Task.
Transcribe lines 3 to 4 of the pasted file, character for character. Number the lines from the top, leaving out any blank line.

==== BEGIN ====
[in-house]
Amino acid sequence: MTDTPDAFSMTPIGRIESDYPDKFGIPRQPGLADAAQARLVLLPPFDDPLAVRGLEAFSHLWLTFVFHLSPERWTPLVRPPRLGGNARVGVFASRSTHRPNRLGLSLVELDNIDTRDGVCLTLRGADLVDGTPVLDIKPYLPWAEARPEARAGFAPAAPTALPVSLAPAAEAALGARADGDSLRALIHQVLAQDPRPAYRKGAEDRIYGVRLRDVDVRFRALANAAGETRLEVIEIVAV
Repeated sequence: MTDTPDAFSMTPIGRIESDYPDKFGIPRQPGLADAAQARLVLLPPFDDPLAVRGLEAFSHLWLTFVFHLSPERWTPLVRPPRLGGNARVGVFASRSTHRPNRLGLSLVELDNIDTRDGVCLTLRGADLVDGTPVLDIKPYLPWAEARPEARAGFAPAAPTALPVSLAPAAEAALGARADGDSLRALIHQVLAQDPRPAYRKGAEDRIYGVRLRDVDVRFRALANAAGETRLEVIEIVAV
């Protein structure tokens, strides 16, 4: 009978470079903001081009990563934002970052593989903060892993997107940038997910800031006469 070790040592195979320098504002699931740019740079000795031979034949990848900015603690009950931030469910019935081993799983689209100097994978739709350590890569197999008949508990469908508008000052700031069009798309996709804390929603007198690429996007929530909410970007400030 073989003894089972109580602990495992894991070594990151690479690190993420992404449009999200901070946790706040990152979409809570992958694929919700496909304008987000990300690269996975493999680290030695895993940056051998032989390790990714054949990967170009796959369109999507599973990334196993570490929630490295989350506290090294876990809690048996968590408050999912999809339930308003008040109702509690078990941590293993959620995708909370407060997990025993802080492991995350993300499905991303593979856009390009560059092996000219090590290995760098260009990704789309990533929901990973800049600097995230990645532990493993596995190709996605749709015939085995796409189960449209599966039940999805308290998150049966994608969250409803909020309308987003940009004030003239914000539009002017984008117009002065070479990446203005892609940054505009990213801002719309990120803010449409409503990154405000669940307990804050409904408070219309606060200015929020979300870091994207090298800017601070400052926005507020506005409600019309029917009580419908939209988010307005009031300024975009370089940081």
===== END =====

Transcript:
Repeated sequence: MTDTPDAFSMTPIGRIESDYPDKFGIPRQPGLADAAQARLVLLPPFDDPLAVRGLEAFSHLWLTFVFHLSPERWTPLVRPPRLGGNARVGVFASRSTHRPNRLGLSLVELDNIDTRDGVCLTLRGADLVDGTPVLDIKPYLPWAEARPEARAGFAPAAPTALPVSLAPAAEAALGARADGDSLRALIHQVLAQDPRPAYRKGAEDRIYGVRLRDVDVRFRALANAAGETRLEVIEIVAV
């Protein structure tokens, strides 16, 4: 009978470079903001081009990563934002970052593989903060892993997107940038997910800031006469 070790040592195979320098504002699931740019740079000795031979034949990848900015603690009950931030469910019935081993799983689209100097994978739709350590890569197999008949508990469908508008000052700031069009798309996709804390929603007198690429996007929530909410970007400030 073989003894089972109580602990495992894991070594990151690479690190993420992404449009999200901070946790706040990152979409809570992958694929919700496909304008987000990300690269996975493999680290030695895993940056051998032989390790990714054949990967170009796959369109999507599973990334196993570490929630490295989350506290090294876990809690048996968590408050999912999809339930308003008040109702509690078990941590293993959620995708909370407060997990025993802080492991995350993300499905991303593979856009390009560059092996000219090590290995760098260009990704789309990533929901990973800049600097995230990645532990493993596995190709996605749709015939085995796409189960449209599966039940999805308290998150049966994608969250409803909020309308987003940009004030003239914000539009002017984008117009002065070479990446203005892609940054505009990213801002719309990120803010449409409503990154405000669940307990804050409904408070219309606060200015929020979300870091994207090298800017601070400052926005507020506005409600019309029917009580419908939209988010307005009031300024975009370089940081």